Asking the right questions about the psychology of human inquiry: Nine open challenges

Asking the right questions about the psychology of human inquiry: Nine open challenges The ability to act on the world with the goal of gaining information is core to human adaptability and intelligence. Perhaps the most successful and influential account of such abilities is the Optimal Experiment Design (OED) hypothesis, which argues that humans intuitively perform experiments on the world similar to the way an effective scientist plans an experiment. The widespread application of this theory within many areas of psychology calls for a critical evaluation of the theory’s core claims. Despite many successes, we argue that the OED hypothesis remains lacking as a theory of human inquiry and that research in the area often fails to confront some of the most interesting and important questions. In this critical review, we raise and discuss nine open questions about the psychology of human inquiry. Keywords Inquiry · Information search · Information gain · Optimal experiment design · Active learning · Question asking Introduction general statistical framework that quantifies the value of a possible experiment with respect to the experimenter’s The ability to ask questions, collect information, and beliefs and learning goals and can help researchers plan actively explore one’s environment is a powerful tool for informative experiments. The psychological claim is that learning http://www.deepdyve.com/assets/images/DeepDyve-Logo-lg.png Psychonomic Bulletin & Review Springer Journals

Asking the right questions about the psychology of human inquiry: Nine open challenges

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Publisher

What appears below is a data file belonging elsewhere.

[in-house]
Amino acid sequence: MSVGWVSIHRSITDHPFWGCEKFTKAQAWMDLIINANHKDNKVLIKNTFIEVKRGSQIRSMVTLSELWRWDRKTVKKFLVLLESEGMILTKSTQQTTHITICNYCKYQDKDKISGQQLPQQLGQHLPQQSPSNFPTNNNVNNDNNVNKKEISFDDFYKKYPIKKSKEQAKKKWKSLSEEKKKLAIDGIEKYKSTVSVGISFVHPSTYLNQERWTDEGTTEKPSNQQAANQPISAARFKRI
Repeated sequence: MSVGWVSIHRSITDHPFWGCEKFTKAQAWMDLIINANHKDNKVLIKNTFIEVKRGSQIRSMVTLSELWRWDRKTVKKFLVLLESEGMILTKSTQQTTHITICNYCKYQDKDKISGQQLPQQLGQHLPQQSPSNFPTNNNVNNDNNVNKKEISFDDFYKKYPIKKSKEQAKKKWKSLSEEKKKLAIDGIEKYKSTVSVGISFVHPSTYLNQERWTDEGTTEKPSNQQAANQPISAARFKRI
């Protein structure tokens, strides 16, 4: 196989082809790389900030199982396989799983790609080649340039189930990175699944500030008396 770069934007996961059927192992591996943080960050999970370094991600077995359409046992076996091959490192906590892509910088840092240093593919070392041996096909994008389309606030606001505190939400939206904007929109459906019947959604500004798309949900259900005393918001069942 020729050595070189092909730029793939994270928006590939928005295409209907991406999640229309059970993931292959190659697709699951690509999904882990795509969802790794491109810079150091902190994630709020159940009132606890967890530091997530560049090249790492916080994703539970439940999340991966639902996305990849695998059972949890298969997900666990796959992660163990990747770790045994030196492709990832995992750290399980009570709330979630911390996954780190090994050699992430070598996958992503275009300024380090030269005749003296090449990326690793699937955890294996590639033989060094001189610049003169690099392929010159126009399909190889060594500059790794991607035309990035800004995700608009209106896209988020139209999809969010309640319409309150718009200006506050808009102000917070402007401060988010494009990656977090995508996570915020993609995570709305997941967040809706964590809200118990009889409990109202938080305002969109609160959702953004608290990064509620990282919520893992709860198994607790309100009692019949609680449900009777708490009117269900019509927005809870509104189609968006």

Springer Journals
Copyright
Copyright © 2018 by Psychonomic Society, Inc.
Subject
Psychology; Cognitive Psychology
ISSN
1069-9384
eISSN
1531-5320
D.O.I.
10.3758/s13423-018-1470-5
Publisher site
See Article on Publisher Site

Abstract

The ability to act on the world with the goal of gaining information is core to human adaptability and intelligence. Perhaps the most successful and influential account of such abilities is the Optimal Experiment Design (OED) hypothesis, which argues that humans intuitively perform experiments on the world similar to the way an effective scientist plans an experiment. The widespread application of this theory within many areas of psychology calls for a critical evaluation of the theory’s core claims. Despite many successes, we argue that the OED hypothesis remains lacking as a theory of human inquiry and that research in the area often fails to confront some of the most interesting and important questions. In this critical review, we raise and discuss nine open questions about the psychology of human inquiry. Keywords Inquiry · Information search · Information gain · Optimal experiment design · Active learning · Question asking Introduction general statistical framework that quantifies the value of a possible experiment with respect to the experimenter’s The ability to ask questions, collect information, and beliefs and learning goals and can help researchers plan actively explore one’s environment is a powerful tool for informative experiments. The psychological claim is that learning

Journal

Psychonomic Bulletin & ReviewSpringer Journals

Published: Jun 4, 2018

References

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